Thursday, November 26, 2015


Imagine you are a member of a writing team sitting down to pen the latest installment in a long running and successful movie franchise. You could play it safe and basically "repeat" what has worked before and/or you could step out and innovate with something new. There are risks associated with both choices.

In the new film in the Rocky series, titled "Creed," written and directed by Ryan ("Fruitvale Station") Coogler, the writers come up with a real winner, one that lovingly embraces the best of the past, while presenting a brand new central hero in Adonis Johnson, illegitimate son of Apollo Creed, played expertly by Michael B. ("The Wire") Jordan.

Abandoned to foster care as a child, Adonis early starts fighting for his identity. And even after Creed's wife adopts him, giving him a life full of opportunity, Adonis never loses that fighting spirit and seeks to fulfill it by acquiring a mentor, Rocky Balboa. What happens next, as the aged Rocky warms up to Adonis and takes him under his wing, is a heartfelt chapter in the Rocky saga. Sylvester Stallone's pitch-perfect performance as the humble and humorous Balboa may very well earn him an Oscar in the next awards season.

Monday, November 9, 2015

OHMSS - 1969

The initials OHMSS stand for "On Her Majesty's Secret Service." It's the title of a James Bond book by author Ian Fleming.

And it is also the name of the very best 007 film made so far in the 24 Bond movies. Including the excellent Casino Royale and Skyfall.

OHMSS features the best Bond Girl (Diana Rigg), the best Blofeld (Telly Savalas), the best score by John Barry, and the story (very close to the book) that really humanizes James Bond in a way no other film has done.

In a nutshell, in OHMSS, Bond falls for Tracy, the headstrong and wayward daughter of a Corsican Godfather, (one of the most lovable mobsters in all of cinema!) who pleads with 007 to tame his daughter and marry her.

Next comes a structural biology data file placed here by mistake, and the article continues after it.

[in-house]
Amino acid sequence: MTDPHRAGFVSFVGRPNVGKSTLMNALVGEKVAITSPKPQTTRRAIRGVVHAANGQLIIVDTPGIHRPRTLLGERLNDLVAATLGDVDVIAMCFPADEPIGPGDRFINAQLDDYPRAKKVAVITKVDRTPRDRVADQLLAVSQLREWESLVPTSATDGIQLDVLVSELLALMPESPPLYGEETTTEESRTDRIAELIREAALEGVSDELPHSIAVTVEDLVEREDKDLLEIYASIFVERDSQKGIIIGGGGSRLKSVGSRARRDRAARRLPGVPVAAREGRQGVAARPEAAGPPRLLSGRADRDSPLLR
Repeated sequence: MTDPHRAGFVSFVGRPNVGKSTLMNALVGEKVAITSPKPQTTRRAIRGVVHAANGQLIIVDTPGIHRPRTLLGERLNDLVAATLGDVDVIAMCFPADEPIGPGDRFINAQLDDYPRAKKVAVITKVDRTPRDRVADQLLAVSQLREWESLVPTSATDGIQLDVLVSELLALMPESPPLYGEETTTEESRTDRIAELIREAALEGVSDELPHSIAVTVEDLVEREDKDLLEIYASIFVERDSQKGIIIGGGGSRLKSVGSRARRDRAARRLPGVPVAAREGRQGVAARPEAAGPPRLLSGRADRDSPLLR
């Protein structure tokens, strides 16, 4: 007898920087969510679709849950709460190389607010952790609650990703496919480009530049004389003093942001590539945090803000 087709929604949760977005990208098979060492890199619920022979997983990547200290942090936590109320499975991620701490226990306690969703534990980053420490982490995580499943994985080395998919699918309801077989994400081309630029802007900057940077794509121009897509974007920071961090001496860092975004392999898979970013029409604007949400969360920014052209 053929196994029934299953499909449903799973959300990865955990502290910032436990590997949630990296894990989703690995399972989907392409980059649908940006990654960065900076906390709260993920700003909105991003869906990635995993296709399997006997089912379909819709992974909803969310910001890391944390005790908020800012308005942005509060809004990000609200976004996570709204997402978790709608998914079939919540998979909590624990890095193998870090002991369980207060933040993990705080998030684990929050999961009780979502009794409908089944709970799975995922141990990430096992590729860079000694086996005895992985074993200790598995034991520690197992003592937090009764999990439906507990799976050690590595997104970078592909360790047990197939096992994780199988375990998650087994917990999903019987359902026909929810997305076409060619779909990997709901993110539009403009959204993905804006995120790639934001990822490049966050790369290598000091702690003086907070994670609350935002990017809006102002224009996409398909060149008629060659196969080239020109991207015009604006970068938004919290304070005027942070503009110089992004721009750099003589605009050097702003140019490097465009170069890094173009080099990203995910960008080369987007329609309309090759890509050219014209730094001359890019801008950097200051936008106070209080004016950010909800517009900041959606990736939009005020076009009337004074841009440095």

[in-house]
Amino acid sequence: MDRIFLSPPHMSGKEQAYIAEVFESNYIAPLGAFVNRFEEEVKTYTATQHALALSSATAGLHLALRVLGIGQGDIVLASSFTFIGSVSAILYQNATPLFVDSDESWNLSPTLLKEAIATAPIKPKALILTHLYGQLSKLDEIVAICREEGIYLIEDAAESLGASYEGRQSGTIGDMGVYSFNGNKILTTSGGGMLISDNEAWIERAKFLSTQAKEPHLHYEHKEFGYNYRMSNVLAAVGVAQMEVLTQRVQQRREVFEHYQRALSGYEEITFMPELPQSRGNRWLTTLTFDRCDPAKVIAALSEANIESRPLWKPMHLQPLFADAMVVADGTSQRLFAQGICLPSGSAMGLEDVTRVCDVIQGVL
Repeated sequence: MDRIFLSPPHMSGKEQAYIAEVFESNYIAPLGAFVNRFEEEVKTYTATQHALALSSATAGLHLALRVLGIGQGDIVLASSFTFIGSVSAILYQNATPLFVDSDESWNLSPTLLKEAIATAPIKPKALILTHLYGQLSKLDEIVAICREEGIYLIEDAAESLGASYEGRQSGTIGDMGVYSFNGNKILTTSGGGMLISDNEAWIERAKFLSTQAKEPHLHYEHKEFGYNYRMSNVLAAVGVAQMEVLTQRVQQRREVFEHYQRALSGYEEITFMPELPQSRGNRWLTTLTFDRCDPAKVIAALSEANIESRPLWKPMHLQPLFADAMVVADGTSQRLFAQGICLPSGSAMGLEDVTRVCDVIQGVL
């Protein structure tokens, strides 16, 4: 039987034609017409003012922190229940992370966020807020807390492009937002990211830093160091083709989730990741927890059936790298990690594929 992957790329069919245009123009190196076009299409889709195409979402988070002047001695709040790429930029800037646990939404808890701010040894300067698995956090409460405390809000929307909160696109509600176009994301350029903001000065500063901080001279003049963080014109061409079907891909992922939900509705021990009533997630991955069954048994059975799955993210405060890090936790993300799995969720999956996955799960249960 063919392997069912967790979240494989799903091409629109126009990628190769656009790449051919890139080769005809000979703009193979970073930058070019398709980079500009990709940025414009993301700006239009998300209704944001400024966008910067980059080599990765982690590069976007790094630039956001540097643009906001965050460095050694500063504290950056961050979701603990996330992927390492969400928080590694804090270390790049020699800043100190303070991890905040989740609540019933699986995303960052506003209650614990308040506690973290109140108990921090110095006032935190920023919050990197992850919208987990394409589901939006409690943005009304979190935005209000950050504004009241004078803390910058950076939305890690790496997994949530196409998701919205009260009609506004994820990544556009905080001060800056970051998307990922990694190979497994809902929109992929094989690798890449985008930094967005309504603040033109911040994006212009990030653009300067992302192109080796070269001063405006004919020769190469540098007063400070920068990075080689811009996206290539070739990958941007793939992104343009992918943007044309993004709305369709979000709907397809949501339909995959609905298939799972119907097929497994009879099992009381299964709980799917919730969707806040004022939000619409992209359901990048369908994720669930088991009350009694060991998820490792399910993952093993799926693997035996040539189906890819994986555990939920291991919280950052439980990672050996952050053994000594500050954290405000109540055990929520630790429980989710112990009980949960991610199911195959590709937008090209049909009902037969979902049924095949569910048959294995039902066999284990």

Many fault this 1969 film for the absence of star Sean Connery, replaced by newbie George Lazenby. While it is a fair criticism, the movie still works overall.

If you have not seen it, give it a try.

Friday, November 6, 2015


It has been a looong time since writing a movie review here (*Interestingly my last post was for Skyfall, the excellent Bond film from director Sam Mendes). I kept saying to myself that, when the time is right, I will write here again.

Apparently the time has come.

I just saw Spectre, the new James Bond film.

As I sit here following my viewing of Spectre, and I reflect on how much UK film critic Mark Kermode, whose opinion I trust, liked this film, I am wondering, Did we see the same movie? Is he nuts or is it me?

As a long time fan of everything 007 from the books to the films, I hate to say this: I did not like it. Spectre is a letdown. In fact, I was bored and underwhelmed by it. I think I would be embarrassed if I were director Sam Mendes or star Daniel Craig.

To be fair, let me start with the things I liked about Spectre:

The globe trotting typical in a Bond movie is on full display here with various locations such as Mexico, Austria,  Rome, Tangiers, and London.

The "Bond Girls" are fine this film, in particular the beautiful Monica Bellucci (in the film all too briefly, a big missed opportunity I'd say) and dangerous yet sexy Lea Seydoux (who does a nice job with a role that never quite lifts off).

Q played by Ben Whishaw is great, as is Ralph Fiennes as the new "M." Andrew Scott as a shifty bureaucrat is good but vastly wasted in a throwaway role that could have been so much more.

A few of the set pieces are quite good especially the opening Day of the Dead sequence and the fight on the train.

Now for my beefs:

What a wasted opportunity! If ever a film felt like a committee had written it, this is one. What really hurts is to see the talents of Craig, Christoph Waltz and others go to waste in a big budget film. So much talent, and so little story, motivation, or momentum.

The story, if there is one, has something to do with an assignment from the prior "M" (played by Judy Dench) in a brief video mysteriously delivered to Bond. There should have been much more to this, but alas there never is.

The motivation is never explained. Bond just goes gallivanting around the world wreaking havoc wherever he goes.

There is no momentum, just a drawn out, long film that drags most of the time. Every 15 minutes I was checking my watch and calculating how much longer till the ending credits.

My son Kevin, a filmmaker, said there is something wrong with the sound of the movie. This is most apparent in the scenes with the new "M" which are actually hard to hear.

As my son Kevin and I drove home from the multiplex, we both agreed that the Biggest Missed Opportunity was that Andrew Scott's annoying bureaucrat should have been The Big Bad, wearing a disguise yet later revealed as the mastermind Ernst Stavro Blofeld. And Monica Bellucci should have returned as his "Irma Bunt."

Well, despite my disappointment, many are enjoying Spectre. That's good. It will probably make bajillions at the box office.

Let's hope for another fresh reboot the next time around.

Anyone for Chris Nolan as director?  And Michael Fassbender for Bond?

Terrence Seamon loves movies. Follow him on twitter @tseamon